If you are taking cyclosporine, glimepiride, glipizide, glyburide, levothyroxine, olmesartan, phenytoin, birth control pills containing ethinyl estradiol and norethindrone, or vitamins, take them at least 4 hours before using colesevelam.


The dose of colesevelam will be different for different patients. Follow your doctor's orders or the directions on the label. The following information includes only the average doses of colesevelam. If your dose is different, do not change it unless your doctor tells you to do so.

The amount of medicine that you take depends on the strength of the medicine. Also, the number of doses you take each day, the time allowed between doses, and the length of time you take the medicine depend on the medical problem for which you are using the medicine.

  • For oral dosage form (powder for suspension):
    • For high cholesterol:
      • Adults, boys, and girls who have had their first menstrual period 10 to 17 years of age—One 3.75 gram-packet once a day.
      • Children younger than 10 years of age or girls who have not had their first menstrual period—Use and dose must be determined by your doctor.
    • For type 2 diabetes:
      • Adults—One 3.75 gram-packet once a day.
      • Children—Use and dose must be determined by your doctor.
  • For oral dosage form (tablets):
    • For high cholesterol:
      • Adults—6 tablets each day. This may be taken as a single dose or 3 tablets 2 times a day. Each tablet contains 625 milligrams (mg) of colesevelam.
      • Children—The oral suspension is recommended in this age group.
    • For type 2 diabetes:
      • Adults—6 tablets each day. This may be taken as one dose or 3 tablets 2 times a day. Each tablet contains 625 milligrams (mg) of colesevelam.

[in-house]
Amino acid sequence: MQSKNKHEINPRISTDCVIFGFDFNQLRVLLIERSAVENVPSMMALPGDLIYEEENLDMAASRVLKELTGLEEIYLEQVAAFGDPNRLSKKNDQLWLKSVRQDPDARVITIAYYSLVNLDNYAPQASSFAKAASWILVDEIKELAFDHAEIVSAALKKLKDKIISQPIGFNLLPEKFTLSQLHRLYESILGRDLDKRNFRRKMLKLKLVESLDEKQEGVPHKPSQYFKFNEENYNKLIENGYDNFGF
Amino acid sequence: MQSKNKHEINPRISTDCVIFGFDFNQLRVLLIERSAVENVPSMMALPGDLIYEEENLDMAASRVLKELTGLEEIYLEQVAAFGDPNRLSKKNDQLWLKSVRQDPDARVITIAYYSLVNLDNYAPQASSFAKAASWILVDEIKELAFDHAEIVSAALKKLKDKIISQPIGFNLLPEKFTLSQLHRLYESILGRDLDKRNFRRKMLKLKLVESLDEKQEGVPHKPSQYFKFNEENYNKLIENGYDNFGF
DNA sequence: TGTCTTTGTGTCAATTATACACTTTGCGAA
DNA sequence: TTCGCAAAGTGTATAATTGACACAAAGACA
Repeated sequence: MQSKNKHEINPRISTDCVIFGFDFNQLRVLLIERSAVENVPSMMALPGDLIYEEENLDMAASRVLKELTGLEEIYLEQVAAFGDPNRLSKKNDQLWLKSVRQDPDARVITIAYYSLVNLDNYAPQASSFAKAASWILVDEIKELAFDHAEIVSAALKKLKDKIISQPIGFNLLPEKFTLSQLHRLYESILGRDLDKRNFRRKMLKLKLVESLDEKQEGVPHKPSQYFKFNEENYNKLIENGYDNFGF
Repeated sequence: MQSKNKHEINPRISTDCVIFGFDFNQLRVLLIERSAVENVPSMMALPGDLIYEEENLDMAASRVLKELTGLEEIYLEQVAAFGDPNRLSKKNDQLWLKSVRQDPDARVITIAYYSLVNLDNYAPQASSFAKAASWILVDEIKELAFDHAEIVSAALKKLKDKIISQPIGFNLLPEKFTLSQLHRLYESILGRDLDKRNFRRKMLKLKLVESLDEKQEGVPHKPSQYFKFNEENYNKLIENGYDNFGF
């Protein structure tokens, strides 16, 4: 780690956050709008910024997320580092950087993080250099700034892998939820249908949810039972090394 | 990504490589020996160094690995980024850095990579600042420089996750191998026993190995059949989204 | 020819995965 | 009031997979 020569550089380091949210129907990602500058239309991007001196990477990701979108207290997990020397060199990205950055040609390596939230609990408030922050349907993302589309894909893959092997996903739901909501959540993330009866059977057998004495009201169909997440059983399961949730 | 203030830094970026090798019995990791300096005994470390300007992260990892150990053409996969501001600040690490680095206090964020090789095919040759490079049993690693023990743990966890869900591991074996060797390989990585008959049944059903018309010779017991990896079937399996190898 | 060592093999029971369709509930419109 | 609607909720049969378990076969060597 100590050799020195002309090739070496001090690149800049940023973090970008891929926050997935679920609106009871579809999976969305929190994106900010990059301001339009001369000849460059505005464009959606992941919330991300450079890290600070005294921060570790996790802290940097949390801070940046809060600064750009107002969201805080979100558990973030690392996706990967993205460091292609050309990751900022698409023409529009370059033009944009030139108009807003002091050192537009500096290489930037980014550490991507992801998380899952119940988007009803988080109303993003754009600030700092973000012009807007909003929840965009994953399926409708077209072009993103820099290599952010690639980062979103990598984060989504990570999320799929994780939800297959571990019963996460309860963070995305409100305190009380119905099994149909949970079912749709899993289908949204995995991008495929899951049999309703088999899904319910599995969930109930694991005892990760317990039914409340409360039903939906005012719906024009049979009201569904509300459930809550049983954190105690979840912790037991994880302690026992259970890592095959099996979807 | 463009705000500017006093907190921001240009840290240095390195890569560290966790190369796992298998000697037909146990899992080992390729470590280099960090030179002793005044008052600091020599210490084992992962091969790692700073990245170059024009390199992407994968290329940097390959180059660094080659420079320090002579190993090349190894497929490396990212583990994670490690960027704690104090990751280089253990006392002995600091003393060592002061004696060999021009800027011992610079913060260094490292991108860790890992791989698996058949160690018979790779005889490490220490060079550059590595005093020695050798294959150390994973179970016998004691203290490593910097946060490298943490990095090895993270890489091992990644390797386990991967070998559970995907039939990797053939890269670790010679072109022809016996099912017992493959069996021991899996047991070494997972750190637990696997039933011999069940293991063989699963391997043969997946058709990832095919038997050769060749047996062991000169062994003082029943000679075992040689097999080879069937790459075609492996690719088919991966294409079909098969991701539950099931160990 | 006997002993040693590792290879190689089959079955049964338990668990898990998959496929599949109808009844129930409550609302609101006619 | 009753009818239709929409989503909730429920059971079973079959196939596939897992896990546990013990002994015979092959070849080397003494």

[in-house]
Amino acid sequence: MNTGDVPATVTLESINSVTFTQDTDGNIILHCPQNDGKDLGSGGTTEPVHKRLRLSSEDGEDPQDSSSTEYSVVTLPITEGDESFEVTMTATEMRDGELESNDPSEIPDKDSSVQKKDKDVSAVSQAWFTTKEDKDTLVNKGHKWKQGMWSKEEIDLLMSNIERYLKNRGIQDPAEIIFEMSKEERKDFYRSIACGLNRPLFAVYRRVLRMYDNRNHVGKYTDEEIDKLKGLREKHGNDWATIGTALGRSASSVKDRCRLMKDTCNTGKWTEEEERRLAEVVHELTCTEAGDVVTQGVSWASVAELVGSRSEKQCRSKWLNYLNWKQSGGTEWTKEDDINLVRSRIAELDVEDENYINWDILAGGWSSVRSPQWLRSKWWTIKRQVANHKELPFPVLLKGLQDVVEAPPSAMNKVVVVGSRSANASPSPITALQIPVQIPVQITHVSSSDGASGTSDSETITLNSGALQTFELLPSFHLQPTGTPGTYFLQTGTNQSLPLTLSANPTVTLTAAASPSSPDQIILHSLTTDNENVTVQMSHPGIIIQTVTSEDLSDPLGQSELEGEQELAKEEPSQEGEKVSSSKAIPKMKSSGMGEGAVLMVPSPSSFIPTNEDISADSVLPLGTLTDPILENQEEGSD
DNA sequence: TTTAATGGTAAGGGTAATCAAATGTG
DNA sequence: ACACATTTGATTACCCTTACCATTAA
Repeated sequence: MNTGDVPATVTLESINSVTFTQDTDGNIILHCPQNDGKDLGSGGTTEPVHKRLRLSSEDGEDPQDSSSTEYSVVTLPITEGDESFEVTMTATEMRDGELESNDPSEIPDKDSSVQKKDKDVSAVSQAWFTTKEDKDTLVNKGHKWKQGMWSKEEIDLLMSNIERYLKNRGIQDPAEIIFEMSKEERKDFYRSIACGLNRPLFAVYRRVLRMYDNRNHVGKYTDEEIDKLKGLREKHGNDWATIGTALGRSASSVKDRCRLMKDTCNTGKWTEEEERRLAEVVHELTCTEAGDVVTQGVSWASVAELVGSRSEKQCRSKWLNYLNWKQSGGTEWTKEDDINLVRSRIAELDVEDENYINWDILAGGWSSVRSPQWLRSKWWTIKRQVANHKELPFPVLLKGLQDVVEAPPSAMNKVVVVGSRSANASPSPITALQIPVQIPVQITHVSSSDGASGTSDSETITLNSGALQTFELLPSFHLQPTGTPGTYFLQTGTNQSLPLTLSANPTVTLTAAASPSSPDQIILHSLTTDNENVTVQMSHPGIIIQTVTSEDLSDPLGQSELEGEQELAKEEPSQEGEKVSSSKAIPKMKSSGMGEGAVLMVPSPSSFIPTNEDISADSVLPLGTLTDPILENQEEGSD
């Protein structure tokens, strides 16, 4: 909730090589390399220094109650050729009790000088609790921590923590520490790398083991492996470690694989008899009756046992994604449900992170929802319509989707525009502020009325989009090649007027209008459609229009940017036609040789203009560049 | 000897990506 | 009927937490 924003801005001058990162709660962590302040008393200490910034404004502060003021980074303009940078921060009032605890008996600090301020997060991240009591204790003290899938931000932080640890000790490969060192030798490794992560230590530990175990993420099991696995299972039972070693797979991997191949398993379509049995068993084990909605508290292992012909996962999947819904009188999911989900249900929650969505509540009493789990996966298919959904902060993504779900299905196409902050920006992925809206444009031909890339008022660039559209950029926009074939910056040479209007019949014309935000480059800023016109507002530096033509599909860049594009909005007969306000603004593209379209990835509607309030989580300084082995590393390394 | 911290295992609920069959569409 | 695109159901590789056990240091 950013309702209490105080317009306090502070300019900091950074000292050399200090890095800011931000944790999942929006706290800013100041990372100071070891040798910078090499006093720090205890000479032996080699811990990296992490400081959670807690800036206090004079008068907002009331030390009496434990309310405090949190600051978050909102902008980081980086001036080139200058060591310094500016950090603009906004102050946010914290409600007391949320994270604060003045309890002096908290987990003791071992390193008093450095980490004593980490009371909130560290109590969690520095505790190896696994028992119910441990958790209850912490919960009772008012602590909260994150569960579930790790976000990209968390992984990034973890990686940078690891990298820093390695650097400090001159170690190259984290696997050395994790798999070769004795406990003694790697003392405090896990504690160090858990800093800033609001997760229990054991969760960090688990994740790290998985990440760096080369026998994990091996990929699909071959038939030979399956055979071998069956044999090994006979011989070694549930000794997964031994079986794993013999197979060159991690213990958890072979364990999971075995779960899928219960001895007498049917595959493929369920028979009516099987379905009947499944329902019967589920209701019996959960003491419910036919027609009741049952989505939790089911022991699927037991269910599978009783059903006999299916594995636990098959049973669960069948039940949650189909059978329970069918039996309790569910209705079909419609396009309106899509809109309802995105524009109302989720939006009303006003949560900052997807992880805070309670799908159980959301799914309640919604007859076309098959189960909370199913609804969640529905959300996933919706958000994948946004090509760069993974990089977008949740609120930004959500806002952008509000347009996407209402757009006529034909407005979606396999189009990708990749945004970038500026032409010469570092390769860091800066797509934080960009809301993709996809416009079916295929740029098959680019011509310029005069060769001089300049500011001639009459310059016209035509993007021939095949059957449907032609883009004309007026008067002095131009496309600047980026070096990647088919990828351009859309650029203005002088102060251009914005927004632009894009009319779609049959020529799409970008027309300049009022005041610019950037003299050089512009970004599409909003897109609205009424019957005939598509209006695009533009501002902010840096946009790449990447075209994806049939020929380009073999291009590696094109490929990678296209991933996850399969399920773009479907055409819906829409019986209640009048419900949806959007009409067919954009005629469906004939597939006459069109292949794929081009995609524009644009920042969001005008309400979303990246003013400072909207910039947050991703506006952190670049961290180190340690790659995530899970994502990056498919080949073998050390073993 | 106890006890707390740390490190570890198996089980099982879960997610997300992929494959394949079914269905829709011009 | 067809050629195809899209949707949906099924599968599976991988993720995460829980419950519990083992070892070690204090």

• Children—Use and dose must be determined by your doctor.

Missed dose

If you miss a dose of colesevelam, skip the missed dose and go back to your regular dosing schedule. Do not double doses.


Store the medicine in a closed container at room temperature, away from heat, moisture, and direct light. Keep from freezing.

Keep out of the reach of children.

Do not keep outdated medicine or medicine no longer needed.

Ask your healthcare professional how you should dispose of any medicine you do not use.

Precautions while using colesevelam

It is very important that the doctor check your or your child's progress at regular visits. This will allow your doctor to see if the medicine is working properly and to decide if you should continue to take it.

Colesevelam may increase triglyceride levels in the blood which may cause serious heart problems. Your doctor may check your triglycerides or fatty acids in the blood before using colesevelam.

Your doctor may want to measure the cholesterol levels in your blood on a regular basis to make sure colesevelam is working properly. Be sure to keep all of your appointments. You will also need to check your blood sugar regularly at home.

Do not stop using colesevelam without first checking with your doctor. When you stop using colesevelam, your blood cholesterol and sugar levels may increase again.

Colesevelam can cause low blood sugar (hypoglycemia). The symptoms of low blood sugar must be treated before they lead to unconsciousness (passing out). People may feel different symptoms with a low blood sugar. It is important that you learn which symptoms you get when your blood sugar is low. The symptoms of low blood sugar include: anxiety, behavior change similar to being drunk, blurred vision, cold sweats, confusion, cool, pale skin, difficulty with thinking, drowsiness, excessive hunger, a fast heartbeat, continuing headache, nausea, nervousness, nightmares, restless sleep, shakiness, slurred speech, and unusual tiredness or weakness.